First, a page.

The Tualatin Hills Nature Park turned 20 years old this past April. Join us for a presentation and discussion about the fascinating history of this special place, including an introduction to the THNP History Project. See below for the outstanding speaker panel.
Bring: Yourself, family, friends and other Nature Park enthusiasts.
Drinks and refreshments will be provided. Feel free to bring sweets or desserts to share.
Commissioner Schouten represented Aloha, Beaverton and Cooper Mt. since June of 2000. Mr. Schouten's family migrated from the Netherlands when he was four. Following a Fresno childhood, he completed his undergraduate work at Santa Clara University and law degree from UCLA. After serving as legal counsel for California cities and special districts, the Commissioner, his wife and two daughters moved to Washington County in 1992. Commissioner Schouten represented "The Make Our Park Whole Committee", which helped obtain a 22-acre addition to the Tualatin Hills Nature Park. In 2014, the Intertwine Alliance gave Commissioner Schouten a "Force of Nature Award" and in 2015, Community Partners for Affordable Housing gave him a "Kerkof Award" for effective affordable housing advocacy.
Boards and committees Commissioner Schouten serves on include:
• Centro Cultural of Washington County, Board of Directors
• Clean Water Services (CWS), Board of Directors
• Regional Disaster Preparedness Organization Board
• Washington County Museum, Board of Directors
After heading up the Oregon Museum of Science and Industry’s Community Research Center and teaching biology at Oregon Episcopal School, Mike found his life-long calling as an advocate for urban greenspace protection in 1982 when he launched the Urban Naturalist Program at the Audubon Society of Portland. In 1999 Mike founded the Urban Greenspaces Institute to continue his work at the local and regional scale to ensure the integration of nature into the urban fabric.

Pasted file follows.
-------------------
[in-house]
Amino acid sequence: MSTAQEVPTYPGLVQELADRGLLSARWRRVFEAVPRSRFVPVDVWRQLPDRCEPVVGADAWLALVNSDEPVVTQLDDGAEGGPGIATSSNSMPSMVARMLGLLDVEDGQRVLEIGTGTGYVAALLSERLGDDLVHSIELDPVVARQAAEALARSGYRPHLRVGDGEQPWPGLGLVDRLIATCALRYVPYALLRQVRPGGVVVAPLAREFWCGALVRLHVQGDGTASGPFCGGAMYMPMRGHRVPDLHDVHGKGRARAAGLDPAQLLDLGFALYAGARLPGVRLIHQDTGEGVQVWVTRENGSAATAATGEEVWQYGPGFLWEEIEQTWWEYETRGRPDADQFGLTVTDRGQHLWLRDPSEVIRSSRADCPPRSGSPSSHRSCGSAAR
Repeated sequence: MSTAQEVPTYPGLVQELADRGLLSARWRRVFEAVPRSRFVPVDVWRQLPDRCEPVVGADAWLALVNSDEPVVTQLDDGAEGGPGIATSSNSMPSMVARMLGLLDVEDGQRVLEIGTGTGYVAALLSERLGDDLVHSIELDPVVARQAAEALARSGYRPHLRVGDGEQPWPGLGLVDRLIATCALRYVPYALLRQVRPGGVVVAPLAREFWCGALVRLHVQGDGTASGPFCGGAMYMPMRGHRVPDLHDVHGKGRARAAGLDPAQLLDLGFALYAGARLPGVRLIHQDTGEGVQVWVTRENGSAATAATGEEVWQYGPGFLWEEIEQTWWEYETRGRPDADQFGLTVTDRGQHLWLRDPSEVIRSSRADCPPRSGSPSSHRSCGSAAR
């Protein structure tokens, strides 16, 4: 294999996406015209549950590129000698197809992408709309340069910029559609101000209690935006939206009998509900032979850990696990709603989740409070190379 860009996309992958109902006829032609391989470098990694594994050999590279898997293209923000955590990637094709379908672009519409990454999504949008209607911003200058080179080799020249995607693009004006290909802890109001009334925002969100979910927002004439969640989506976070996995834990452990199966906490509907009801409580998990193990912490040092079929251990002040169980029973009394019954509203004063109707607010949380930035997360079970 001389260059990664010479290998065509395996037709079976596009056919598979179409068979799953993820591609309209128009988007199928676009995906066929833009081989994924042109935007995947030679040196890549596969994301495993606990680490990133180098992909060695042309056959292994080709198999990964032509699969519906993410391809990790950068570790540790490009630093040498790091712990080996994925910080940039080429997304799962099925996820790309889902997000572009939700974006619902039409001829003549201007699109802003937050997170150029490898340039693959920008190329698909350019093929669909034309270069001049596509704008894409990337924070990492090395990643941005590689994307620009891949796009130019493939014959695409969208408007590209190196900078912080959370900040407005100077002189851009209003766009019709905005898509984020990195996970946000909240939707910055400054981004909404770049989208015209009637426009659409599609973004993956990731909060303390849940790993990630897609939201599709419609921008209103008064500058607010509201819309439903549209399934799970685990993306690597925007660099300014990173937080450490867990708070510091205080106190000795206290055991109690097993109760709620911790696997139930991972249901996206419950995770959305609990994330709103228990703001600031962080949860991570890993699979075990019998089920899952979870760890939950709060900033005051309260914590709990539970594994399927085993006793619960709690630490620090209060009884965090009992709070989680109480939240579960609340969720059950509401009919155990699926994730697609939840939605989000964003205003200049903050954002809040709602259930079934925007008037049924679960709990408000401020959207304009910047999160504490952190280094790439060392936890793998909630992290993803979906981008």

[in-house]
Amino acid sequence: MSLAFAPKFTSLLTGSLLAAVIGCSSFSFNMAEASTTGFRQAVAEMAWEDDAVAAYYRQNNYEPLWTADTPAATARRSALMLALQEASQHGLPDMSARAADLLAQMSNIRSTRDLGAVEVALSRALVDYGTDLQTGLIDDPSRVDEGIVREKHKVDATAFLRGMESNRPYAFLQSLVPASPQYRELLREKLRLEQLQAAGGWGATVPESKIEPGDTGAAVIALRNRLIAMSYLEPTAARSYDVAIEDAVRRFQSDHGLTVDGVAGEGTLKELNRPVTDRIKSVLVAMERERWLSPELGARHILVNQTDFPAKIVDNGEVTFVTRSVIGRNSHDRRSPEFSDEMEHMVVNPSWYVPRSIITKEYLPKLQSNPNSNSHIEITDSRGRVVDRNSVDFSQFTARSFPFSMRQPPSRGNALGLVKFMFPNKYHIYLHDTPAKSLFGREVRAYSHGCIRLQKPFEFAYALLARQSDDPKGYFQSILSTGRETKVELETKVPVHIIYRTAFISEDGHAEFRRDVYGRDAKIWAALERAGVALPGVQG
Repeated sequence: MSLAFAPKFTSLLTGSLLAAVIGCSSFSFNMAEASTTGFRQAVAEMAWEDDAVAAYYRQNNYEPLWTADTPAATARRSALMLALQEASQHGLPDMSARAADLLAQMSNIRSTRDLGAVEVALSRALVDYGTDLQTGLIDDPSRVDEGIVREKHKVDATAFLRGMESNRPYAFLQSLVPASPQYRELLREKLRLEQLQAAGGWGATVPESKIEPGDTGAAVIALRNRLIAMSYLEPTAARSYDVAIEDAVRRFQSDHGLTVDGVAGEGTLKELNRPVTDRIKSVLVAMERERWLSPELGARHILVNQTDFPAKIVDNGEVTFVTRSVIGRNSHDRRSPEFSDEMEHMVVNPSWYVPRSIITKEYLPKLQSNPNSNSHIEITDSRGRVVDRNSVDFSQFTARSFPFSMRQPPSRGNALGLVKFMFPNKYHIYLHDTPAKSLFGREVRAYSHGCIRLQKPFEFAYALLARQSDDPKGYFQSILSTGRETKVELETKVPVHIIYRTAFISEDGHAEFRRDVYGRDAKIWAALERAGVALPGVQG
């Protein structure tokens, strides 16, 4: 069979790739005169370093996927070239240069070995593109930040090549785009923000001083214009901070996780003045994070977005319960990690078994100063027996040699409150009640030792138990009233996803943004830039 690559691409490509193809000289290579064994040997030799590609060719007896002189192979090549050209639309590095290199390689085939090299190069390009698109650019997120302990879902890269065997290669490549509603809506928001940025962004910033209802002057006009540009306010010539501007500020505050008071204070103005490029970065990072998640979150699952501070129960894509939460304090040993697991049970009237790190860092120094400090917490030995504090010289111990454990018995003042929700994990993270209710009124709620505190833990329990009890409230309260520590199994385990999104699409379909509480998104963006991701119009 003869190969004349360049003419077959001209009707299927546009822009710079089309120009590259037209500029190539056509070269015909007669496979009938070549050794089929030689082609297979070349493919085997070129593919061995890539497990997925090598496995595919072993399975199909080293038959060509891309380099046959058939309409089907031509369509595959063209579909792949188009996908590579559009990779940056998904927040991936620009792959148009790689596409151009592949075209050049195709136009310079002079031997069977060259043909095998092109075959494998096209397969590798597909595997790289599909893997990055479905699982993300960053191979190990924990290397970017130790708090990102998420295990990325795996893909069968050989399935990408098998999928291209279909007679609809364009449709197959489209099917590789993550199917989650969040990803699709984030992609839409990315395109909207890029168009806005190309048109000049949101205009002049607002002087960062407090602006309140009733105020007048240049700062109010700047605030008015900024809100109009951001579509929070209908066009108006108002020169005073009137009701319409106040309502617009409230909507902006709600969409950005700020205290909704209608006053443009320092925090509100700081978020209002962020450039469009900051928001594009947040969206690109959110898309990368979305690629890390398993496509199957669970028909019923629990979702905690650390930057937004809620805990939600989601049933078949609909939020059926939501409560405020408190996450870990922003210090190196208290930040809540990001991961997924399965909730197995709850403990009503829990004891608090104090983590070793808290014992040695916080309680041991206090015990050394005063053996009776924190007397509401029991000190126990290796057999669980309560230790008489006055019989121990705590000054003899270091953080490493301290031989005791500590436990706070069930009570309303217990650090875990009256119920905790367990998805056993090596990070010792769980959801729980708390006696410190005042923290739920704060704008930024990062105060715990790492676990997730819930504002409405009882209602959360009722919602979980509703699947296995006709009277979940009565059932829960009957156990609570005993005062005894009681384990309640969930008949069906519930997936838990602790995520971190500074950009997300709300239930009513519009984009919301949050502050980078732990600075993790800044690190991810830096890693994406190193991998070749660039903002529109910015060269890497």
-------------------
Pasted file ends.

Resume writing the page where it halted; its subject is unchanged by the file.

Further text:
Since 1982, Mike has actively pushed for the creation of a metropolitan wildlife refuge system. Such advocacy helped launch Metro’s Metropolitan Greenspaces Program (now Parks and Nature). He continues to work for the expansion of the Portland-Vancouver region’s system of parks, trails and natural areas — the Intertwine.
He is an advocate for integrating the natural and built environments through the protection of natural green infrastructure and creation of built green infrastructure. Mike also works locally and regionally to ensure the city and region adopt policies that mitigate and adapt to climate change. Mike has been recognized locally, regionally and internationally for his work.
Mike was involved in the initial surveys and development of the Nature Park plans. He later played a key role as an expert witness at the "The Make Our Park Whole", hearings.
Ralph was on the initial St Mary’s Woods Committee and served on the negotiating team with the THPRD and the Archdioceses as a private citizen. Ralph later was employed by the THPRD as the Natural Resource Technician. He was very involved in updating and implementing plans for the development of the Nature Park. Ralph was also instrumental in coordinating a cooperative venture with the Merlo Station Alternative High School. The high school used the THNP as an educational outdoor classroom, and the students performed many of the initial volunteer projects in the nature park. Ralph was integral to many of the activities during the formative years of the THNP. Since his retirement, he has spent a lot of time on the coast surfing and is very involved in local theater.